Sunscreen Issues and Skin Cancer
Never has it been more advisable to use sunscreen than in today’s society. With skin cancer rates increasing and the use of sunbeds becoming common in many households, we should be doing all we can to try and reduce the risks to our health.
What are the Risks From the Sun?The sun's rays contain both UVA and UVB rays. UVA, or ultra-violet type A rays are generally considered by the public to be less harmful than UVB rays, as they do not cause reddening and burning of the skin. Experts however continue to research this area as they believe long-term effects to skin and resulting cancers can also be blamed on these rays.
Many of the suncreams for sale in the UK do not contain protection against UVA rays, so please do ensure than the labels are read correctly to guarantee the best possible protection for yourself and your family.
UVB, ultra-violet type B rays are known to be very dangerous and can damage skin irreparably and cause skin cancers and it is protection against these rays that is contained in most of the sunscreen products.
What Is Sunscreen?Sunscreens are products that have been developed to help people protect themselves fro the harmful rays of the sun. They come in wide variety of strengths, all offering different levels of protection.If the container does not mention an SPF rating (sun protection factor) then the chances are it is purely a moisturising cream and will offer no protection at all.
SPF ratings are given as a guide to the strength of protection offered by the product. As a general rule the SPF indicates the amount of time the person can spend in the sun without becoming burned, for example an SPF 12 rating suggests that the person will be protected for up to 12 hours following application. However, this is purely a rough guide and does not take into account the persons skin type, age, previous damage to the skin, types of activities being pursued, the amount of cream applied or the skins general absorbency rate.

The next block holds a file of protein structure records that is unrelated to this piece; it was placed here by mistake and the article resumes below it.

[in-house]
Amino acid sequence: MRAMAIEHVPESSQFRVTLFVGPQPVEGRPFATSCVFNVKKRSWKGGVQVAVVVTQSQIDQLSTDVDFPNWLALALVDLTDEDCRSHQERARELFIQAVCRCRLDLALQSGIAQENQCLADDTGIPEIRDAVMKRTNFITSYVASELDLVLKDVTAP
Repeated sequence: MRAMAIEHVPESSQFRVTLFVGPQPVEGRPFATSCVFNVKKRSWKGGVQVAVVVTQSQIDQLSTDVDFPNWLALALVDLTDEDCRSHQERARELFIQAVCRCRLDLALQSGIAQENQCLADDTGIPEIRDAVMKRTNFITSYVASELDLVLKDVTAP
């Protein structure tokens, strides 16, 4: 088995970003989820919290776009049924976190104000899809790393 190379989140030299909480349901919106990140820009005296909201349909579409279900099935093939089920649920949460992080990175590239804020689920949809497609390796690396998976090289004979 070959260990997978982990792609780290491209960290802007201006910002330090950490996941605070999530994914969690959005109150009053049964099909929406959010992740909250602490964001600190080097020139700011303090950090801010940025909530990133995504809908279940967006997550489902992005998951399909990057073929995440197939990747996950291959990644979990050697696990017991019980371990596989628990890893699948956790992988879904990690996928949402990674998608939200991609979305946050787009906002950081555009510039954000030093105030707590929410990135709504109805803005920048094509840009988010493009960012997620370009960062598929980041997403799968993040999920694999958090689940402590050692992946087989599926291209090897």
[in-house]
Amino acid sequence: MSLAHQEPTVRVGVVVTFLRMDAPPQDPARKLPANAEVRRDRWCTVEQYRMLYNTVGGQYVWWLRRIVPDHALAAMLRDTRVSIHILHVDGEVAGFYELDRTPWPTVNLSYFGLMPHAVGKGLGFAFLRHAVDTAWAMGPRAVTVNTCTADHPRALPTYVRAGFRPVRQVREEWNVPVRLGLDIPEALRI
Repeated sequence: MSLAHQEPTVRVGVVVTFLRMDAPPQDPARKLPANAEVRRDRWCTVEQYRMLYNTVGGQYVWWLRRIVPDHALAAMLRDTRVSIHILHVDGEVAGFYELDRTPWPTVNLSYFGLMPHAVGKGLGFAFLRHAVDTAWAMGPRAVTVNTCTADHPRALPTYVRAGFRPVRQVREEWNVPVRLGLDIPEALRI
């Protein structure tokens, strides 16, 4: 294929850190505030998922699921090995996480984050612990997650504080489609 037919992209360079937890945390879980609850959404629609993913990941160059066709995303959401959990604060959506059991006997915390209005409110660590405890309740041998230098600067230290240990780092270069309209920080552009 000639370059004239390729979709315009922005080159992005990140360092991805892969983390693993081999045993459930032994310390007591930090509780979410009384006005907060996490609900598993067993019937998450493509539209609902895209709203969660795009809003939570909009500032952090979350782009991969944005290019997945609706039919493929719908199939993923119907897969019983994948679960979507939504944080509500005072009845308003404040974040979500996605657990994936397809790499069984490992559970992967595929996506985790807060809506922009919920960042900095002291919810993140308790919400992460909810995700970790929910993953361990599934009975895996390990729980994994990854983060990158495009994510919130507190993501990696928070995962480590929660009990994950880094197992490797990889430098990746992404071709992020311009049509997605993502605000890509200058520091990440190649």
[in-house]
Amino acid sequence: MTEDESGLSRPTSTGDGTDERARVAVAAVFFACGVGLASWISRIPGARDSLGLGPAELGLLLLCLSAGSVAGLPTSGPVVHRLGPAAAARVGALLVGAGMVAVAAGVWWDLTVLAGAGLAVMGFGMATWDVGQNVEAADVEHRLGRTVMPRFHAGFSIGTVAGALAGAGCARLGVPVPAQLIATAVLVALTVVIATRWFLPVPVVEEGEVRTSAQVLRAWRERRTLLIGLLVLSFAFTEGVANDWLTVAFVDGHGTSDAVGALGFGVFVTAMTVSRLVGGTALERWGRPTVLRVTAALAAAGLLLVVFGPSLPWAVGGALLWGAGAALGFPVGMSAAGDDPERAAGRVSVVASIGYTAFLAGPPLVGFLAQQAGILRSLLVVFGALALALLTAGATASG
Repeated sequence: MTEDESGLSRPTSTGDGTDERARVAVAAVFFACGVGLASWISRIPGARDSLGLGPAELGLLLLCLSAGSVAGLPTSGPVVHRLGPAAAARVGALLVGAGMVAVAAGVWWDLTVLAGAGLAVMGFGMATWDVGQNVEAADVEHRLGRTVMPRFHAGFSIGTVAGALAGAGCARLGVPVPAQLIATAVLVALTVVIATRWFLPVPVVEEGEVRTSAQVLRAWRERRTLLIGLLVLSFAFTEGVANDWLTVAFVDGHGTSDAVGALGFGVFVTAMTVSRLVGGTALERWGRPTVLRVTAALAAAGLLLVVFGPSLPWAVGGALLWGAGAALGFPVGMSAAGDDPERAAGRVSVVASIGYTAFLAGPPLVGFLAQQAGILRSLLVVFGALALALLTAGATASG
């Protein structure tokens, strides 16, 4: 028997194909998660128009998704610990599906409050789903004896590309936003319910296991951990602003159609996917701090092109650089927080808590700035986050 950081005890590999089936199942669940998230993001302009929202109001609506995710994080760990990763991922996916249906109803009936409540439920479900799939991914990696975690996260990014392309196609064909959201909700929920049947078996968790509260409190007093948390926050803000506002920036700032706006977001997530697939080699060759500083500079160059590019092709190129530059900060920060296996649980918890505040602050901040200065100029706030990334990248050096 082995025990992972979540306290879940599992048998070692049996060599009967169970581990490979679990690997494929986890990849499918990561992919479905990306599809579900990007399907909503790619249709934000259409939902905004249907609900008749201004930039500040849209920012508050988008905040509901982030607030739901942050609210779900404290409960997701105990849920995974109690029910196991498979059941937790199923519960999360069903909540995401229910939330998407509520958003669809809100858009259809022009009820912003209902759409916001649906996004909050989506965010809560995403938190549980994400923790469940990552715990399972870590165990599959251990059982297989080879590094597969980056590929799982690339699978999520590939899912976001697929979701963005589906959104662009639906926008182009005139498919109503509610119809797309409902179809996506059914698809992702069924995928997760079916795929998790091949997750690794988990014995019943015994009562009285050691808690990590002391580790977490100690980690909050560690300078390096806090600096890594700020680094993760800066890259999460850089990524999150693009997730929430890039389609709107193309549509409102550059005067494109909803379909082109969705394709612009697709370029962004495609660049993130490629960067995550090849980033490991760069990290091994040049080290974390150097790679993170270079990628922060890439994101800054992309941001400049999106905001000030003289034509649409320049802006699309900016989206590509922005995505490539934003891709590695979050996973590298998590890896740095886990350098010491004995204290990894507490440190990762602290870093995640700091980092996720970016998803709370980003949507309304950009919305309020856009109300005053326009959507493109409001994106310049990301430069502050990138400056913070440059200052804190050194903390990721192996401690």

Types of SunscreenSunscreen can be found in many different forms and types, in fact the choice is so wide and varied, it can be confusing deciding which type is the most suitable for each individuals use.Available from most chemists and supermarkets, there are creams and sprays often with a variety of terminology used such as suntan cream, lotion and sun-block to name a few, and it can be mind boggling deciphering the jargon around each product.
The general rules in the UK are that sun-block offers a total screen from the harmful rays of the sun, a cream and a lotion are topical applications that are applied by hand to the required areas, and a spray is literally a lotion that comes out of a pump action bottle, which some people find more suitable to use than a plain bottle. It really is a matter of personal preference.
It is important to remember to apply lotions to the face, ears hands and toes as these areas are often overlooked and can become sore very easily.Eyes should also be protected using eyewear that blocks out the harmful UVA and UVB rays.
The Use of Sunscreen for ChildrenIt is recommended that total sun block is used for children as their skin is so delicate and susceptible to burning. Labelling systems are set to change in the next few years in the UK with the term sun block becoming less and less used as it has been found to be misleading as there are no definite guarantees that total protection from the sun can be assured. Try and find a label that offers ‘very high protection’ with the highest SPF rating available for use in children and apply frequently. Always use a waterproof variety as these stay on for longer.
Sunscreen issues can be very confusing and complicated in current society due to the huge variety of products available and differences in terminology.Always read the label thoroughly and seek advice if you are unsure.